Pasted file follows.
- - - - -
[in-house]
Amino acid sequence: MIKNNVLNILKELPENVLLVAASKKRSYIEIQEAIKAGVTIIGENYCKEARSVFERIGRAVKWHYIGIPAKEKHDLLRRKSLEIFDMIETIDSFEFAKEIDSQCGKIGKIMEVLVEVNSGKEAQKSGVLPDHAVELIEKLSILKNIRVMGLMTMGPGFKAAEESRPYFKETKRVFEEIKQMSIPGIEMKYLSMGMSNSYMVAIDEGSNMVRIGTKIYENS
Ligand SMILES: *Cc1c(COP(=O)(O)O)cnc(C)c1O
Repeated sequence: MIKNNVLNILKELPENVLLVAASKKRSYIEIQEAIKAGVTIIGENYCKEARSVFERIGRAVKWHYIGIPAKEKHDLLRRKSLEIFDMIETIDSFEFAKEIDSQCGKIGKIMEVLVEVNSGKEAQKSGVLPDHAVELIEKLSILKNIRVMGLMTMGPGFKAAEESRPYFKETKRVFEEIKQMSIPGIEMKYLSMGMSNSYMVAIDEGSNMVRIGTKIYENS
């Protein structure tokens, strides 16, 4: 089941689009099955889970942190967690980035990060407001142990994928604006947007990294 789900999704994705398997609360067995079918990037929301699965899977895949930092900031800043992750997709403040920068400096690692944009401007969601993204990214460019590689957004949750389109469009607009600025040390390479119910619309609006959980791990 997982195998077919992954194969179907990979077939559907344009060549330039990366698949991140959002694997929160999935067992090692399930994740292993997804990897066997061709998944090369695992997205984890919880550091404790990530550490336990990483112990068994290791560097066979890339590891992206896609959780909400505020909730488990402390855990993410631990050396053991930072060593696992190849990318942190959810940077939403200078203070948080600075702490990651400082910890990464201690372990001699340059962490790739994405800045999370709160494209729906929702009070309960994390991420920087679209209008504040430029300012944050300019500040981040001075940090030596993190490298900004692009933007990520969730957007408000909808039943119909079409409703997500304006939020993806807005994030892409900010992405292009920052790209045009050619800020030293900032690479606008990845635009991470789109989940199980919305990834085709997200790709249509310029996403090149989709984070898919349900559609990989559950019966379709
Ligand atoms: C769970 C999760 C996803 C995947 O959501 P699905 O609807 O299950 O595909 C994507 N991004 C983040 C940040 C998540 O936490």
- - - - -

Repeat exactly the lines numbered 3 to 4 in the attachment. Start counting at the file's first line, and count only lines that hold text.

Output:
Ligand SMILES: *Cc1c(COP(=O)(O)O)cnc(C)c1O
Repeated sequence: MIKNNVLNILKELPENVLLVAASKKRSYIEIQEAIKAGVTIIGENYCKEARSVFERIGRAVKWHYIGIPAKEKHDLLRRKSLEIFDMIETIDSFEFAKEIDSQCGKIGKIMEVLVEVNSGKEAQKSGVLPDHAVELIEKLSILKNIRVMGLMTMGPGFKAAEESRPYFKETKRVFEEIKQMSIPGIEMKYLSMGMSNSYMVAIDEGSNMVRIGTKIYENS